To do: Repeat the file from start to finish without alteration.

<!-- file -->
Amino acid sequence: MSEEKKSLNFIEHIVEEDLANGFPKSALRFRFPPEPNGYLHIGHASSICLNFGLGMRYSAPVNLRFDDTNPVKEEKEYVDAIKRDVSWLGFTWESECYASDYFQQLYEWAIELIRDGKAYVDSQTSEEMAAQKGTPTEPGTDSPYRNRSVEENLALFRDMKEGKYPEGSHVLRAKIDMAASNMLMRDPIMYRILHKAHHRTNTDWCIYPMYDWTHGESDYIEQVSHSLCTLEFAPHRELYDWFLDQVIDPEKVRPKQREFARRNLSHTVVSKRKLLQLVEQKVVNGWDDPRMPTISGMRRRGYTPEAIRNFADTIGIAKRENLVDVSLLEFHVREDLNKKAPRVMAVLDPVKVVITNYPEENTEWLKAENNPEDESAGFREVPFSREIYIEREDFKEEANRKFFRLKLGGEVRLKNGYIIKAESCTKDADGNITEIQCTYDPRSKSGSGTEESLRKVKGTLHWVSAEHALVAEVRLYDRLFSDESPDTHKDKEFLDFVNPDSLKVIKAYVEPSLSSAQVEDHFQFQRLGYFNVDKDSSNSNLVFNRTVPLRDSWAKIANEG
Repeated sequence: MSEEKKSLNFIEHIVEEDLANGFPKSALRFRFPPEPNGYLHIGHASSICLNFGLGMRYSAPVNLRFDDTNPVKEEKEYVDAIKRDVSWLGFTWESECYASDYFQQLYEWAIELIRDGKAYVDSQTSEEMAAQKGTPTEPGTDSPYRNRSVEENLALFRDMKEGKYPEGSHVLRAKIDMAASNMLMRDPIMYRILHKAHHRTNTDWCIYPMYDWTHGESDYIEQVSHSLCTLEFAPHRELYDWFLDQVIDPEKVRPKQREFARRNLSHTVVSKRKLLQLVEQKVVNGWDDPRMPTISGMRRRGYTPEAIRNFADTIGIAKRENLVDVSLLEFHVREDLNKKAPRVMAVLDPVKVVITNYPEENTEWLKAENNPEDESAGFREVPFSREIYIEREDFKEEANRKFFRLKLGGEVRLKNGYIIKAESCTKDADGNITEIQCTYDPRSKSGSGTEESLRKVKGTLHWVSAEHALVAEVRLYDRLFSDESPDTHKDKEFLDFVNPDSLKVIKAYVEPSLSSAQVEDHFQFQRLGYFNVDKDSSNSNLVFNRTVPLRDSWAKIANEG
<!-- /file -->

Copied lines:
Amino acid sequence: MSEEKKSLNFIEHIVEEDLANGFPKSALRFRFPPEPNGYLHIGHASSICLNFGLGMRYSAPVNLRFDDTNPVKEEKEYVDAIKRDVSWLGFTWESECYASDYFQQLYEWAIELIRDGKAYVDSQTSEEMAAQKGTPTEPGTDSPYRNRSVEENLALFRDMKEGKYPEGSHVLRAKIDMAASNMLMRDPIMYRILHKAHHRTNTDWCIYPMYDWTHGESDYIEQVSHSLCTLEFAPHRELYDWFLDQVIDPEKVRPKQREFARRNLSHTVVSKRKLLQLVEQKVVNGWDDPRMPTISGMRRRGYTPEAIRNFADTIGIAKRENLVDVSLLEFHVREDLNKKAPRVMAVLDPVKVVITNYPEENTEWLKAENNPEDESAGFREVPFSREIYIEREDFKEEANRKFFRLKLGGEVRLKNGYIIKAESCTKDADGNITEIQCTYDPRSKSGSGTEESLRKVKGTLHWVSAEHALVAEVRLYDRLFSDESPDTHKDKEFLDFVNPDSLKVIKAYVEPSLSSAQVEDHFQFQRLGYFNVDKDSSNSNLVFNRTVPLRDSWAKIANEG
Repeated sequence: MSEEKKSLNFIEHIVEEDLANGFPKSALRFRFPPEPNGYLHIGHASSICLNFGLGMRYSAPVNLRFDDTNPVKEEKEYVDAIKRDVSWLGFTWESECYASDYFQQLYEWAIELIRDGKAYVDSQTSEEMAAQKGTPTEPGTDSPYRNRSVEENLALFRDMKEGKYPEGSHVLRAKIDMAASNMLMRDPIMYRILHKAHHRTNTDWCIYPMYDWTHGESDYIEQVSHSLCTLEFAPHRELYDWFLDQVIDPEKVRPKQREFARRNLSHTVVSKRKLLQLVEQKVVNGWDDPRMPTISGMRRRGYTPEAIRNFADTIGIAKRENLVDVSLLEFHVREDLNKKAPRVMAVLDPVKVVITNYPEENTEWLKAENNPEDESAGFREVPFSREIYIEREDFKEEANRKFFRLKLGGEVRLKNGYIIKAESCTKDADGNITEIQCTYDPRSKSGSGTEESLRKVKGTLHWVSAEHALVAEVRLYDRLFSDESPDTHKDKEFLDFVNPDSLKVIKAYVEPSLSSAQVEDHFQFQRLGYFNVDKDSSNSNLVFNRTVPLRDSWAKIANEG